The Firing Line Forums

Go Back   The Firing Line Forums > The Hide > The Hunt

Reply
 
Thread Tools
Old July 22, 2009, 02:14 PM   #26
verti89
Senior Member
 
Join Date: November 10, 2008
Posts: 157
Our hunting situation is actually quite nice...we stay in a person double-wide on his personal land then make a 5 minute drive to another persons personal land and use it to access the public hunting ground a good 5 miles in from the nearest public entrance. So as far as a 'camp gun' goes, unless there isn't enough dinner for the 3 of us I doubt there will be much need for self defense. The sidearms are purely for the hike in and hike out, while our rifles are strapped to our backs. Last year we had success hiking to a certain spot and waiting and I think that is our plan for this year as well.

I have read the pepper spray tactic but like you I am not real comfortable with letting a bear get close enough for that, and i also dont feel like carrying around the small fire extinguisher that would it would require to affect a bear at a range I would feel at least some sort of comfort.

I totally agree with the whichever you can shoot better argument, which is why last year I went with my .45. My dad didn't have any guns yet so my .45 was all I had shot. This year I am much more experienced and still have plenty of time to practice with the .357 so its not as much of an issue.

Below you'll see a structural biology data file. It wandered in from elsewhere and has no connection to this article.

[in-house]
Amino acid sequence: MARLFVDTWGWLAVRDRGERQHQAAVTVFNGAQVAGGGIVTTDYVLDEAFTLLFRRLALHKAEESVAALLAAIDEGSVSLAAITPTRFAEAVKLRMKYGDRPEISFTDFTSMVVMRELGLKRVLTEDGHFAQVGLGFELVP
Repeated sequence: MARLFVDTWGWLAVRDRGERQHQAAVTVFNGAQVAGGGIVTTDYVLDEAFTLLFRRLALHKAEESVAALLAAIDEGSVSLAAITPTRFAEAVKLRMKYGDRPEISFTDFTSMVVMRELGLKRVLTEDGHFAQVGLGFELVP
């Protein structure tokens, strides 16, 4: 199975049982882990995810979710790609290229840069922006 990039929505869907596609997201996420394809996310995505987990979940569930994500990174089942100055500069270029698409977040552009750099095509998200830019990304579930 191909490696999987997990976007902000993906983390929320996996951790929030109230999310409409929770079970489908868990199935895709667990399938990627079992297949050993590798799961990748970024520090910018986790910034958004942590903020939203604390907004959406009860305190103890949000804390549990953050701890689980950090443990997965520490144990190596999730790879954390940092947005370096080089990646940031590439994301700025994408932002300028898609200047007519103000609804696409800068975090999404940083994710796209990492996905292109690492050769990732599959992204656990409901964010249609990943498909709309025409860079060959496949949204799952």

verti89 is offline  
Old July 22, 2009, 02:14 PM   #27
gun nut
Senior Member
 
Join Date: June 7, 2009
Location: midwest
Posts: 298
I'd take the 357.
__________________
The only stupid question is the one not asked! (Unknown)
gun nut is offline  
Old July 22, 2009, 03:08 PM   #28
GringoGrande
Senior Member
 
Join Date: July 12, 2009
Location: Sandusky, Ohio
Posts: 131
Darwin Awards: Hitting any Bear on the Nose with anything

I personally want to have popcorn and soda ready and a chair to watch whoever is going to whack a bear on the nose with anything. Truly invisions "Darwin Awards," material.

If and when I hunt and it is allowed in the state I am in, I carry a Para Ord Wart Hog .45 with +P Hardball. It is small, not that heavy and a very good comfort when you set the rifle down to take a crap, eat lunch, dress out the game, sleep etc.

My friend in Montana, who owns a horse pack-in camp has a sign at the lodge that says "You are FOOD, be prepared to defend yourself." and recomends levels of that defense or survival. Rifle, Pistol, ammo, Bear Blast Spray, Sheath knife, folding knife, local map & compass, survival kit w/first aid kit.....and the ability to climb and swim.

Gringo
__________________